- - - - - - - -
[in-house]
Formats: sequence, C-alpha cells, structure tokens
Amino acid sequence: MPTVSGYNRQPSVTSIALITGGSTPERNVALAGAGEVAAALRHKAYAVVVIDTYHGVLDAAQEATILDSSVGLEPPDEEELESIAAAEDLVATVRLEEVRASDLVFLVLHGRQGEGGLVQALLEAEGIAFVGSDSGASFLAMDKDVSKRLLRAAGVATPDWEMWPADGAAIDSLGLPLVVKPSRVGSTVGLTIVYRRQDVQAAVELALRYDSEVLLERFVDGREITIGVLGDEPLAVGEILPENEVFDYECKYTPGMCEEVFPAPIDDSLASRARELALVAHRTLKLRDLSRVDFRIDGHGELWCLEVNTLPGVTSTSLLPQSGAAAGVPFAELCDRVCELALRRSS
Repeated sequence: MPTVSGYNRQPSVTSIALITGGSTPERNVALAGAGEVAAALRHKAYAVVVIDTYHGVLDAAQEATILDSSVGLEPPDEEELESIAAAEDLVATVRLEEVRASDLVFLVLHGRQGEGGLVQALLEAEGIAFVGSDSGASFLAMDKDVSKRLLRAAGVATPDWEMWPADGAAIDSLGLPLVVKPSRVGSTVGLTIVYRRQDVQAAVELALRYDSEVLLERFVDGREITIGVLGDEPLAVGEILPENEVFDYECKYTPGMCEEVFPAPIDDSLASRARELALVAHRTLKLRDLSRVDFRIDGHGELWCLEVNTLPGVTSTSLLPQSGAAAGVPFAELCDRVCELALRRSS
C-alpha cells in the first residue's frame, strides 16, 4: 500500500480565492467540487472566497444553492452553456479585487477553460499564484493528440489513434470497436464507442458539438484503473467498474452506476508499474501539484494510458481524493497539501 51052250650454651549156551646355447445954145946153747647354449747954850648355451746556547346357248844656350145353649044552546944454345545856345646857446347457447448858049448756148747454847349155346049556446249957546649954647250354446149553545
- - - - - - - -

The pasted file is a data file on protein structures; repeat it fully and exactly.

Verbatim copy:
[in-house]
Formats: sequence, C-alpha cells, structure tokens
Amino acid sequence: MPTVSGYNRQPSVTSIALITGGSTPERNVALAGAGEVAAALRHKAYAVVVIDTYHGVLDAAQEATILDSSVGLEPPDEEELESIAAAEDLVATVRLEEVRASDLVFLVLHGRQGEGGLVQALLEAEGIAFVGSDSGASFLAMDKDVSKRLLRAAGVATPDWEMWPADGAAIDSLGLPLVVKPSRVGSTVGLTIVYRRQDVQAAVELALRYDSEVLLERFVDGREITIGVLGDEPLAVGEILPENEVFDYECKYTPGMCEEVFPAPIDDSLASRARELALVAHRTLKLRDLSRVDFRIDGHGELWCLEVNTLPGVTSTSLLPQSGAAAGVPFAELCDRVCELALRRSS
Repeated sequence: MPTVSGYNRQPSVTSIALITGGSTPERNVALAGAGEVAAALRHKAYAVVVIDTYHGVLDAAQEATILDSSVGLEPPDEEELESIAAAEDLVATVRLEEVRASDLVFLVLHGRQGEGGLVQALLEAEGIAFVGSDSGASFLAMDKDVSKRLLRAAGVATPDWEMWPADGAAIDSLGLPLVVKPSRVGSTVGLTIVYRRQDVQAAVELALRYDSEVLLERFVDGREITIGVLGDEPLAVGEILPENEVFDYECKYTPGMCEEVFPAPIDDSLASRARELALVAHRTLKLRDLSRVDFRIDGHGELWCLEVNTLPGVTSTSLLPQSGAAAGVPFAELCDRVCELALRRSS
C-alpha cells in the first residue's frame, strides 16, 4: 500500500480565492467540487472566497444553492452553456479585487477553460499564484493528440489513434470497436464507442458539438484503473467498474452506476508499474501539484494510458481524493497539501 51052250650454651549156551646355447445954145946153747647354449747954850648355451746556547346357248844656350145353649044552546944454345545856345646857446347457447448858049448756148747454847349155346049556446249957546649954647250354446149553545